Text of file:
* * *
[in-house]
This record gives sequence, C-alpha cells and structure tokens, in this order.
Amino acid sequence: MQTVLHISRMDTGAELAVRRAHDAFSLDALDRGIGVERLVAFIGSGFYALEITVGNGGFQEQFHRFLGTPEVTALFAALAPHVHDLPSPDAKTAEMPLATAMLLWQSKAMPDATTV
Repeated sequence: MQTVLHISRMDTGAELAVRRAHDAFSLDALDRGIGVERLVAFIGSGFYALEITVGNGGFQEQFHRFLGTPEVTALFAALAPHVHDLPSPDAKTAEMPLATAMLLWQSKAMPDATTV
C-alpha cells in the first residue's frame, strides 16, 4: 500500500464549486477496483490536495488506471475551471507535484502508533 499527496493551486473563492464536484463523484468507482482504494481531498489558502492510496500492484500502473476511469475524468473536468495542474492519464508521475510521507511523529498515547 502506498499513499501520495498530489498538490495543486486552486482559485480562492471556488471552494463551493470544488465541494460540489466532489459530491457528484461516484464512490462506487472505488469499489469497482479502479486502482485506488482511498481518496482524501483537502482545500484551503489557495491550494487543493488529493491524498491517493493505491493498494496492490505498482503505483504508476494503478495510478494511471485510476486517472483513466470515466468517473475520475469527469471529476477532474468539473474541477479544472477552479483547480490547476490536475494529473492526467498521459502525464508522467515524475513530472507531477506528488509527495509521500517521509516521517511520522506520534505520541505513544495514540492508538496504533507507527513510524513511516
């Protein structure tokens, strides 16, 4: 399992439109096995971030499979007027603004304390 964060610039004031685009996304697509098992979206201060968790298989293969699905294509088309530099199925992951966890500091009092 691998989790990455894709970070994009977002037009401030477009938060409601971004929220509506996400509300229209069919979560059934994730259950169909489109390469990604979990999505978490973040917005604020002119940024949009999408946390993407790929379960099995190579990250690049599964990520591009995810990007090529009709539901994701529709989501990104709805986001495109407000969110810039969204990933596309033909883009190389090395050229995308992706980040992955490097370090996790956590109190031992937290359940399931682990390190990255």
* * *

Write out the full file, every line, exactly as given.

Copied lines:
[in-house]
This record gives sequence, C-alpha cells and structure tokens, in this order.
Amino acid sequence: MQTVLHISRMDTGAELAVRRAHDAFSLDALDRGIGVERLVAFIGSGFYALEITVGNGGFQEQFHRFLGTPEVTALFAALAPHVHDLPSPDAKTAEMPLATAMLLWQSKAMPDATTV
Repeated sequence: MQTVLHISRMDTGAELAVRRAHDAFSLDALDRGIGVERLVAFIGSGFYALEITVGNGGFQEQFHRFLGTPEVTALFAALAPHVHDLPSPDAKTAEMPLATAMLLWQSKAMPDATTV
C-alpha cells in the first residue's frame, strides 16, 4: 500500500464549486477496483490536495488506471475551471507535484502508533 499527496493551486473563492464536484463523484468507482482504494481531498489558502492510496500492484500502473476511469475524468473536468495542474492519464508521475510521507511523529498515547 502506498499513499501520495498530489498538490495543486486552486482559485480562492471556488471552494463551493470544488465541494460540489466532489459530491457528484461516484464512490462506487472505488469499489469497482479502479486502482485506488482511498481518496482524501483537502482545500484551503489557495491550494487543493488529493491524498491517493493505491493498494496492490505498482503505483504508476494503478495510478494511471485510476486517472483513466470515466468517473475520475469527469471529476477532474468539473474541477479544472477552479483547480490547476490536475494529473492526467498521459502525464508522467515524475513530472507531477506528488509527495509521500517521509516521517511520522506520534505520541505513544495514540492508538496504533507507527513510524513511516
């Protein structure tokens, strides 16, 4: 399992439109096995971030499979007027603004304390 964060610039004031685009996304697509098992979206201060968790298989293969699905294509088309530099199925992951966890500091009092 691998989790990455894709970070994009977002037009401030477009938060409601971004929220509506996400509300229209069919979560059934994730259950169909489109390469990604979990999505978490973040917005604020002119940024949009999408946390993407790929379960099995190579990250690049599964990520591009995810990007090529009709539901994701529709989501990104709805986001495109407000969110810039969204990933596309033909883009190389090395050229995308992706980040992955490097370090996790956590109190031992937290359940399931682990390190990255």